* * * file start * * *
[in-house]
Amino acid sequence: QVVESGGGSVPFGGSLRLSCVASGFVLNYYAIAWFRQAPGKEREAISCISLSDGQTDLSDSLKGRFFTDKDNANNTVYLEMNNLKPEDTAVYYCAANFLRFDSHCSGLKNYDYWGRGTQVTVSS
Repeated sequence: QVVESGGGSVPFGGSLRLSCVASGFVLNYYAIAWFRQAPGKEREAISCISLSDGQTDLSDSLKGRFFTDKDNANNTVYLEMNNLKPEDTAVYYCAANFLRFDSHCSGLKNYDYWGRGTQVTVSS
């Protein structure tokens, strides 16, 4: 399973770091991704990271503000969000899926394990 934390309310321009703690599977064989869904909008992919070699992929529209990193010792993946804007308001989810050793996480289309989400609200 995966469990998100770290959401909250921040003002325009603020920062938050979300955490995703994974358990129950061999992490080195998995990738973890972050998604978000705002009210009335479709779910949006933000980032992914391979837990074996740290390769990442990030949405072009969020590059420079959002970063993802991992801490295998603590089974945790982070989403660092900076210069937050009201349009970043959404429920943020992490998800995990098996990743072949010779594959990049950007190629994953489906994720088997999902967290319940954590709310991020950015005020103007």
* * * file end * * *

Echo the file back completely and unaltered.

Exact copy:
[in-house]
Amino acid sequence: QVVESGGGSVPFGGSLRLSCVASGFVLNYYAIAWFRQAPGKEREAISCISLSDGQTDLSDSLKGRFFTDKDNANNTVYLEMNNLKPEDTAVYYCAANFLRFDSHCSGLKNYDYWGRGTQVTVSS
Repeated sequence: QVVESGGGSVPFGGSLRLSCVASGFVLNYYAIAWFRQAPGKEREAISCISLSDGQTDLSDSLKGRFFTDKDNANNTVYLEMNNLKPEDTAVYYCAANFLRFDSHCSGLKNYDYWGRGTQVTVSS
């Protein structure tokens, strides 16, 4: 399973770091991704990271503000969000899926394990 934390309310321009703690599977064989869904909008992919070699992929529209990193010792993946804007308001989810050793996480289309989400609200 995966469990998100770290959401909250921040003002325009603020920062938050979300955490995703994974358990129950061999992490080195998995990738973890972050998604978000705002009210009335479709779910949006933000980032992914391979837990074996740290390769990442990030949405072009969020590059420079959002970063993802991992801490295998603590089974945790982070989403660092900076210069937050009201349009970043959404429920943020992490998800995990098996990743072949010779594959990049950007190629994953489906994720088997999902967290319940954590709310991020950015005020103007």